Auroras are normally green--the verdant glow of oxygen atoms about 150 km above Earth's surface. Rare red auroras are also caused by oxygen atoms, but at higher altitudes between 150 km and 500 km. At those heights, the temperature and density of the atmosphere favors atomic transitions that emit red photons. Indeed, Elzein's photos show red stacked on top of green just as theory predicts.

    For some reason, unknown to us, the solar wind on Oct. 12th excited oxygen at higher altitudes than usual, giving rare red auroras their chance to shine. Aurora

    Red and Green Aurora.jpg

    Red aurora.jpg

    • Like 3
    Link to post
    Share on other sites
    Posted
  • Location: N.E. Scotland South Side Moray Firth 100m asl
  • Location: N.E. Scotland South Side Moray Firth 100m asl

    Fabulous photos on above post

     

    Just for interest I  put this  on the Scottish thread last night

    Posted 15 hours ago

    Wet am followed by a  dry  bright afternoon not to cold at 12c maximum. Was reminded tonight of the best aurora I had ever seen on the 9th October 2004 . Stood with Aurora Storm watching it unfold .We had three distinct arcs covering the whole sky one green /yellow to the south and a similar one to the north and the really fabulous red one right overhead which if you looked directly above had spirals that you could look into that seemed to spiral to infinity. A truly memorable night first and only time I have seen  an arc to the south. No chance tonight as there is steady rain and perhaps not this October as the sun is still fairly sleepy. The only previous red aurora I had seen was in November 1985 as we left the house one night going out for a meal.

    Edited by Northernlights
    • Like 3
    Link to post
    Share on other sites
    Posted
  • Location: Coniston, Cumbria 90m ASL
  • Weather Preferences: wintry
  • Location: Coniston, Cumbria 90m ASL

    Observed Flux Density 72.4

    Adjusted Flux Density 72.1 = low

    • Like 2
    Link to post
    Share on other sites
    Posted
  • Location: N.E. Scotland South Side Moray Firth 100m asl
  • Location: N.E. Scotland South Side Moray Firth 100m asl
    4 hours ago, Northernlights said:

    Fabulous photos on above post

     

    Just for interest I  put this  on the Scottish thread last night

    Posted 15 hours ago

    Wet am followed by a  dry  bright afternoon not to cold at 12c maximum. Was reminded tonight of the best aurora I had ever seen on the 9th October 2004 . Stood with Aurora Storm watching it unfold .We had three distinct arcs covering the whole sky one green /yellow to the south and a similar one to the north and the really fabulous red one right overhead which if you looked directly above had spirals that you could look into that seemed to spiral to infinity. A truly memorable night first and only time I have seen  an arc to the south. No chance tonight as there is steady rain and perhaps not this October as the sun is still fairly sleepy. The only previous red aurora I had seen was in November 1985 as we left the house one night going out for a meal.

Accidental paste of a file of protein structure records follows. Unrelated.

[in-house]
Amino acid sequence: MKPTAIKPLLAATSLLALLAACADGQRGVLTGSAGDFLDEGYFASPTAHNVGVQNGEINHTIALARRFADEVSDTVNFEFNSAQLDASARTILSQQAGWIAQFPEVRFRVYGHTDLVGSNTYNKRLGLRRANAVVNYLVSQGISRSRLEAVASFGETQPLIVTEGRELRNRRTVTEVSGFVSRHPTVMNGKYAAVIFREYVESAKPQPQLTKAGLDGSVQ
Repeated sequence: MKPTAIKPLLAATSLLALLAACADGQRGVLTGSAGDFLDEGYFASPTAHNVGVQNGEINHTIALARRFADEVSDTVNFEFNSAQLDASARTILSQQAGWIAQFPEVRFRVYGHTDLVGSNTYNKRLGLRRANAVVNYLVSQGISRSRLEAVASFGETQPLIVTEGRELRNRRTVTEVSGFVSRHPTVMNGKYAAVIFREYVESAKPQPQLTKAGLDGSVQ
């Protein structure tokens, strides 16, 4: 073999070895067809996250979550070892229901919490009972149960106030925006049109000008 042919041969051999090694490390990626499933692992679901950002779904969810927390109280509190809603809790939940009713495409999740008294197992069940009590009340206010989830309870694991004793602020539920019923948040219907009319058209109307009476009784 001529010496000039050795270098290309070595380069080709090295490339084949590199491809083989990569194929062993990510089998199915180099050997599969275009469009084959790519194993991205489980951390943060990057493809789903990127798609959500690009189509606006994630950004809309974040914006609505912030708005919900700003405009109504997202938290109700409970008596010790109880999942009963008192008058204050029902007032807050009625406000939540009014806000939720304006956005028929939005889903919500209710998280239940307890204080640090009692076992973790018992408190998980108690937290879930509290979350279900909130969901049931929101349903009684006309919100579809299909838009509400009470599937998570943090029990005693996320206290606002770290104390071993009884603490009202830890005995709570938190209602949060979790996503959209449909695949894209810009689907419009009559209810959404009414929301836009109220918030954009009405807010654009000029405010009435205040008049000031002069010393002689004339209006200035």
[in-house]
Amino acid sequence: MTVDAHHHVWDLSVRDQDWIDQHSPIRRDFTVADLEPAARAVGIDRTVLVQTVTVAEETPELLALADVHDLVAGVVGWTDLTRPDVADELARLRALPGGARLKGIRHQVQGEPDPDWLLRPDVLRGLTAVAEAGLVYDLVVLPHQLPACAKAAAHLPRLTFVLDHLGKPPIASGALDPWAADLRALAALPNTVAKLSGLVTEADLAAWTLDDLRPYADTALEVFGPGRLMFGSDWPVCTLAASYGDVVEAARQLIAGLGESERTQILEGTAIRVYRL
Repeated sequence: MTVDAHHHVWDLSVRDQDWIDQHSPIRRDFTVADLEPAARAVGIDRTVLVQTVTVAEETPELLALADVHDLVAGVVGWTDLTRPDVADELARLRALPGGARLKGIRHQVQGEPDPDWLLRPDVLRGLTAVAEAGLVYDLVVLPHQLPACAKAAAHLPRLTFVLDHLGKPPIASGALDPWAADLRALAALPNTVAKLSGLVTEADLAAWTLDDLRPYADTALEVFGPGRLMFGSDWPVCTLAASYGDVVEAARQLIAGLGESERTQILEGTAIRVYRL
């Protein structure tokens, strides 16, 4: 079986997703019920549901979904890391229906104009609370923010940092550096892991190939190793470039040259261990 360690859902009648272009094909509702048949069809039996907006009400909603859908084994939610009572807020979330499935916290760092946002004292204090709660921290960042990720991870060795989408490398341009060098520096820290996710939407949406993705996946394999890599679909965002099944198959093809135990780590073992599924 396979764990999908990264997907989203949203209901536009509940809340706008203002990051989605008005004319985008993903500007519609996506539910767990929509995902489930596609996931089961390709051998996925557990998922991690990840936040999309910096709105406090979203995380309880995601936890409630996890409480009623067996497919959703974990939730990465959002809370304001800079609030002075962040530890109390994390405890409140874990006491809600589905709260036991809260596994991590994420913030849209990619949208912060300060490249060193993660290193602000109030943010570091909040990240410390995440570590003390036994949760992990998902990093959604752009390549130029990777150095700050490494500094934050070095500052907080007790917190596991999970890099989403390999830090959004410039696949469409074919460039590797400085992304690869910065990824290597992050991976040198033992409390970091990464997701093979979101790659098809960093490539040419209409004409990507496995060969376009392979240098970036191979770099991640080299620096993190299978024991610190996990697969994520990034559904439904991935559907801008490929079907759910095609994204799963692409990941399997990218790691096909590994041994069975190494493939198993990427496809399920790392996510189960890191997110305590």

Just been corrected by Aurora Storm that it was  October 2003 not 2004

    Link to post
    Share on other sites
    Posted
  • Location: Weston-S-Mare North Somerset
  • Weather Preferences: Hot sunny , cold and snowy, thunderstorms
  • Location: Weston-S-Mare North Somerset

    1 day blank, 204 for 2020, 71%

    Solar flux 72

    Thermosphere: 4.58

    • Like 3
    Link to post
    Share on other sites
    Posted
  • Location: South Ockendon, Thurrock, SW Essex
  • Weather Preferences: Severe frosts, Heavy snowfall, Thunder and lightning, Stormy weather
  • Location: South Ockendon, Thurrock, SW Essex

    MORE RED AURORAS: "Is this the new normal?" wonders Rayann Elzein of Utsjoki, Finland. "For the second night in a row, we have photographed red auroras--an extremely rare event."

     

    red2_strip More Red Auroas.jpg

    • Like 3
    Link to post
    Share on other sites
    Posted
  • Location: Coniston, Cumbria 90m ASL
  • Weather Preferences: wintry
  • Location: Coniston, Cumbria 90m ASL

    Observed Flux Density 74.5

    Adjusted Flux Density 74.1 = low

    Touch higher, maybe a sunspot incoming...

    • Like 1
    Link to post
    Share on other sites
    Posted
  • Location: Coniston, Cumbria 90m ASL
  • Weather Preferences: wintry
  • Location: Coniston, Cumbria 90m ASL

    Observed Flux Density 73.2

    Adjusted Flux Density 72 8 = low

    Link to post
    Share on other sites
    Posted
  • Location: Coniston, Cumbria 90m ASL
  • Weather Preferences: wintry
  • Location: Coniston, Cumbria 90m ASL
    21 hours ago, JeffC said:

    Observed Flux Density 74.5

    Adjusted Flux Density 74.1 = low

    Touch higher, maybe a sunspot incoming...

    Got that right!!

    Link to post
    Share on other sites
    Posted
  • Location: Coniston, Cumbria 90m ASL
  • Weather Preferences: wintry
  • Location: Coniston, Cumbria 90m ASL

    Observed Flux Density 74.0

    Adjusted Flux Density 73.5 = low

    • Like 1
    Link to post
    Share on other sites
    Posted
  • Location: Coniston, Cumbria 90m ASL
  • Weather Preferences: wintry
  • Location: Coniston, Cumbria 90m ASL

    Observed Flux Density 74.6

    Adjusted Flux Density 74.1 = low

    • Like 1
    Link to post
    Share on other sites
    Posted
  • Location: Coniston, Cumbria 90m ASL
  • Weather Preferences: wintry
  • Location: Coniston, Cumbria 90m ASL

    Observed Flux Density 75.9

    Adjusted Flux Density 75.3 = low

    • Like 1
    Link to post
    Share on other sites
    Posted
  • Location: Coniston, Cumbria 90m ASL
  • Weather Preferences: wintry
  • Location: Coniston, Cumbria 90m ASL

    Observed Flux Density 75.8

    Adjusted Flux Density 75.2 = low

    • Like 1
    Link to post
    Share on other sites

    Create an account or sign in to comment

    You need to be a member in order to leave a comment

    Create an account

    Sign up for a new account in our community. It's easy!

    Register a new account

    Sign in

    Already have an account? Sign in here.

    Sign In Now
    ×
    ×
    • Create New...